Feeds

VMware learns to measure itself

Births benchmark for AMD, Intel and the server crowd

High performance access to file storage

Not afraid to help itself while it helps others, VMware today rolled out a public version of its homegrown virtual server benchmarking tool.

VMware has been shopping VMmark in beta form since last year and now feels confident enough to set the test suite free. Server makers and end users are expected to use VMmark as a way of gaging the performance of certain workloads - namely file serving, mail serving, databases, java applications and transaction processing - running inside of virtual machines. With any luck, VMmark will add some customer-friendly metrics to a market woefully lacking in vendor vs. vendor and application comparisons.

Of course, just about every move VMware makes is meant to further its cause as the center of the x86 virtualization universe. So, it's not surprising that we find VMware working with benchmarking experts at the Standard Performance Evaluation Corporation to make a very VMmark-like suite an industry-standard.

Rivals Microsoft and SWsoft - along with the likes of Sun, AMD, Intel, HP, Dell and Red Hat - have joined VMware and SPEC to form a subcommittee meant to develop this new benchmark.

XenSource is notably absent from the group and has long argued that it has a major performance lead over VMware due to the lightweight nature of the Xen hypervisor.

With VMmark, however, VMware has tried to shift the discussion away from the raw performance of a hypervisor layer to how well actual applications run on a fully-stacked, physical server.

"Customers will typically measure the overhead of virtualization software running on a particular box," Andrea Eubanks, a senior director at VMware, told us. "From the perspective of understanding how their workloads will run on different hardware, this is a very primitive way to measure performance."

The VMmark test suite includes load generators for the various workloads described earlier and includes SPEC's own SPECjbb and SPECweb code for testing Java and order entry. Half of the benchmarks run on Linux, while the other half run on Windows. Customers will find the Linux-friendly software wrapped up in handy virtual appliances. Microsoft's licensing restrictions blocked a similar deal for the Windows code, so some self-assembly is required.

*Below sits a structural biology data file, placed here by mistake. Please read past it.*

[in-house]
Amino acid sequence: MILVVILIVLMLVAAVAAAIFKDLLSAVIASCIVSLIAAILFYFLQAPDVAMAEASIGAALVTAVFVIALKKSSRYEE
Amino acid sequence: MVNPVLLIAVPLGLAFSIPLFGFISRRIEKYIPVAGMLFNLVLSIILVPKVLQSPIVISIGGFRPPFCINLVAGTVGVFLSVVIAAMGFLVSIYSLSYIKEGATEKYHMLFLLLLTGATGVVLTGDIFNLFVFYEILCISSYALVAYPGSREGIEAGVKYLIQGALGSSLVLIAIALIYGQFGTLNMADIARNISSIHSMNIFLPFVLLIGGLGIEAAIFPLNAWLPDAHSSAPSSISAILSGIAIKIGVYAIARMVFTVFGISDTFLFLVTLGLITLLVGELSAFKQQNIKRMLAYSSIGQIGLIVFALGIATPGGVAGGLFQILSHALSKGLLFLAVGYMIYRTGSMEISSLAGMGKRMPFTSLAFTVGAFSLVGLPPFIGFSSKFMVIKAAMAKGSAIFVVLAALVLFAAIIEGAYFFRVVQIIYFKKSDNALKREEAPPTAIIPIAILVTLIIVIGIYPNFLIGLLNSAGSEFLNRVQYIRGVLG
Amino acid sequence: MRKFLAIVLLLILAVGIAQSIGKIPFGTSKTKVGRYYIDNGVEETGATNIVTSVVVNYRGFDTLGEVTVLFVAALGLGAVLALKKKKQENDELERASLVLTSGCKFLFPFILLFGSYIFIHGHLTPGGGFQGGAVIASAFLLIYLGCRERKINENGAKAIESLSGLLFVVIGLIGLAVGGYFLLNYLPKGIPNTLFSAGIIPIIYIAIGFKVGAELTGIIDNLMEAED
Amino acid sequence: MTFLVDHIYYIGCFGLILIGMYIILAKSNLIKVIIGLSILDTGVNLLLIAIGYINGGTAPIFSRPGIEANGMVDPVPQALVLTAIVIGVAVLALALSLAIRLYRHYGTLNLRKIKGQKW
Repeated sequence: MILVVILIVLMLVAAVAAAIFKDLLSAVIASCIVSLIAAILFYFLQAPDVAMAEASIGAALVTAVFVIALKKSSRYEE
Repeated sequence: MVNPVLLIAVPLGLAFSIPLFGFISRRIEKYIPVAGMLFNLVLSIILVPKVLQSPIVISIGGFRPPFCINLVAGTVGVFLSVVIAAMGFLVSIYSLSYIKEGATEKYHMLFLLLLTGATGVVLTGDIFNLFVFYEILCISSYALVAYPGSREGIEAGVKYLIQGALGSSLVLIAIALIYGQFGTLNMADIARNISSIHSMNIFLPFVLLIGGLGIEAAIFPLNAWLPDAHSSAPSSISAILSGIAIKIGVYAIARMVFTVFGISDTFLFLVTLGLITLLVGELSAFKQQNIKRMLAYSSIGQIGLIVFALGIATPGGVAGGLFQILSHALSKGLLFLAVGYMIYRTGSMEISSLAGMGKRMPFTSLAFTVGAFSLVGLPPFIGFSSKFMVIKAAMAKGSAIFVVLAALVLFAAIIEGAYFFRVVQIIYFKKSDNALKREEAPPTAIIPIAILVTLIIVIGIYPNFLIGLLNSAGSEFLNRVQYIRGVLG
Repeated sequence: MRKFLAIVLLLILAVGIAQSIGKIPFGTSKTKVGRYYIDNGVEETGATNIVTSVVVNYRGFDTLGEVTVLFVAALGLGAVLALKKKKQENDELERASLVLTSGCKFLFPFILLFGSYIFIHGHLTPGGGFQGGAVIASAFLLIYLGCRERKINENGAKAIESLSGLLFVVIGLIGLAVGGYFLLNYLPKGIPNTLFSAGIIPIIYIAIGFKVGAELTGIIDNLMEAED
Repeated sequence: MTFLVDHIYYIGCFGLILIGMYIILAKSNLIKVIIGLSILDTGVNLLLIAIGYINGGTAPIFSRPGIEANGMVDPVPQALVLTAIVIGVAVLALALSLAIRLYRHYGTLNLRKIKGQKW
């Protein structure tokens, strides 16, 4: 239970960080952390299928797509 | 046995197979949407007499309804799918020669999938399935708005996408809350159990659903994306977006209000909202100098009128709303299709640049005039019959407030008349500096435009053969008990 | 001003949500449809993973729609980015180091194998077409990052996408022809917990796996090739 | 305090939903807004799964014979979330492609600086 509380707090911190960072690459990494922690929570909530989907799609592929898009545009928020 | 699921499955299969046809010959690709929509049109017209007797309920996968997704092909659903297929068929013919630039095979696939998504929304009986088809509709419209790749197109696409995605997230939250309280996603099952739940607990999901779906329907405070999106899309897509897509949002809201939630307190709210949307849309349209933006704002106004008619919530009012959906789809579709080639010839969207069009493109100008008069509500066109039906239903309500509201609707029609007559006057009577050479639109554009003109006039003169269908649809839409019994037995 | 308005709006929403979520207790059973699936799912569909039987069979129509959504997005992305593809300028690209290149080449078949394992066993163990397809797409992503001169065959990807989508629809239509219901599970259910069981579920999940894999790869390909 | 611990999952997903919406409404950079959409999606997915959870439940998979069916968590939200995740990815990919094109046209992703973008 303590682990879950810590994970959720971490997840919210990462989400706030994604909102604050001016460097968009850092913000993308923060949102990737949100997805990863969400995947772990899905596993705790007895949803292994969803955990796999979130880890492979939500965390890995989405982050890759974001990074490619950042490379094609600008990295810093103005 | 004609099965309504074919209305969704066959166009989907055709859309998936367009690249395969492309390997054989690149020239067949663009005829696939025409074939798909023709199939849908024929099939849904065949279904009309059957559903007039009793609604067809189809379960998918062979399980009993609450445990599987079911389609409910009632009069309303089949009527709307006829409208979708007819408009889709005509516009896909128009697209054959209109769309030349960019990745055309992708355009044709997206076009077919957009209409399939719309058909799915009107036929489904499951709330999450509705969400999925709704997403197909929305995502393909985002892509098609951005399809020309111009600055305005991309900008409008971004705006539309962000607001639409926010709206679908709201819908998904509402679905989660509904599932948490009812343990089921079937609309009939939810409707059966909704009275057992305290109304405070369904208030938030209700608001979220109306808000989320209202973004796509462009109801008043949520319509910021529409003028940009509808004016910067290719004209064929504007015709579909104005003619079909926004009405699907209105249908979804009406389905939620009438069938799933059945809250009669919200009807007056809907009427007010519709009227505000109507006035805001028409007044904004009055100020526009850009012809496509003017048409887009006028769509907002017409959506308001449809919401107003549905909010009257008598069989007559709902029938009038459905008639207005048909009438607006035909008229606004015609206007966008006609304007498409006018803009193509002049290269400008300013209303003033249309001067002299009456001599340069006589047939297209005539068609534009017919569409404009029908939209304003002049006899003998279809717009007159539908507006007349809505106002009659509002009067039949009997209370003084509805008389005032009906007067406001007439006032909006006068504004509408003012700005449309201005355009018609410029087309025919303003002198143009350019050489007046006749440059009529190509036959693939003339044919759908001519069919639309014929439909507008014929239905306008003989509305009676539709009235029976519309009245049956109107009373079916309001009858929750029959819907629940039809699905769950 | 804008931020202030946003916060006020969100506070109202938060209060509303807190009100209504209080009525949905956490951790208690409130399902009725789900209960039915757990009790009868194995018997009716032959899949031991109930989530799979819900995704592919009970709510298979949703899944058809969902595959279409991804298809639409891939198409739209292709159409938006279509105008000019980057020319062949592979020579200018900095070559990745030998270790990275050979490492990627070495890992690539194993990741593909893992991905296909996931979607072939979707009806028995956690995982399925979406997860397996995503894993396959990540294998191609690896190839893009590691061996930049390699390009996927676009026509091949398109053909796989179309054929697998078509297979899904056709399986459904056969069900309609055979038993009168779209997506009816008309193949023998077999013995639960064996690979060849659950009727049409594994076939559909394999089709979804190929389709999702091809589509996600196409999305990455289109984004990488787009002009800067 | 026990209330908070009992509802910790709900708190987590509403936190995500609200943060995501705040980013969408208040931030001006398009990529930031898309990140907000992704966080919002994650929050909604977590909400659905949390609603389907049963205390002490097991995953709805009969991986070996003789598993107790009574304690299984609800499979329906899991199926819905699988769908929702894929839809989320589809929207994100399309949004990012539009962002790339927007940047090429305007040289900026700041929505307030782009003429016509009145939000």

Servers makers such as Sun and Dell have already started issuing VMmark scores.

Eubanks is looking for the SPEC work around a standard virtualization benchmark to be completed by the second half of 2008.

It's hard to get excited about benchmarks. While helpful, they often end up making matters more confusing for customers, as vendors tweak, prod and poke their boxes to attain the best possible - often unrealistic - scores.

That said, customers have largely been left to fend for themselves in the virtualization game. As the market leader, it's natural for VMware to take charge and gives OEMs a helping hand with the measurement process. The end result should be a bunch of server and chip makers doing their best to craft kit that runs virtual servers really well.

An industry standard benchmark remains the more ideal end goal, but you'll have to live with VMware and VMware alone until at least 2008.

There's more information on VMmark due to post here

High performance access to file storage

More from The Register

next story
This time it's 'Personal': new Office 365 sub covers just two devices
Redmond also brings Office into Google's back yard
European Court of Justice rips up Data Retention Directive
Rules 'interfering' measure to be 'invalid'
Dropbox defends fantastically badly timed Condoleezza Rice appointment
'Nothing is going to change with Dr. Rice's appointment,' file sharer promises
Cisco reps flog Whiptail's Invicta arrays against EMC and Pure
Storage reseller report reveals who's selling what
Bored with trading oil and gold? Why not flog some CLOUD servers?
Chicago Mercantile Exchange plans cloud spot exchange
Just what could be inside Dropbox's new 'Home For Life'?
Biz apps, messaging, photos, email, more storage – sorry, did you think there would be cake?
IT bods: How long does it take YOU to train up on new tech?
I'll leave my arrays to do the hard work, if you don't mind
prev story

Whitepapers

Securing web applications made simple and scalable
In this whitepaper learn how automated security testing can provide a simple and scalable way to protect your web applications.
Five 3D headsets to be won!
We were so impressed by the Durovis Dive headset we’ve asked the company to give some away to Reg readers.
HP ArcSight ESM solution helps Finansbank
Based on their experience using HP ArcSight Enterprise Security Manager for IT security operations, Finansbank moved to HP ArcSight ESM for fraud management.
The benefits of software based PBX
Why you should break free from your proprietary PBX and how to leverage your existing server hardware.
Mobile application security study
Download this report to see the alarming realities regarding the sheer number of applications vulnerable to attack, as well as the most common and easily addressable vulnerability errors.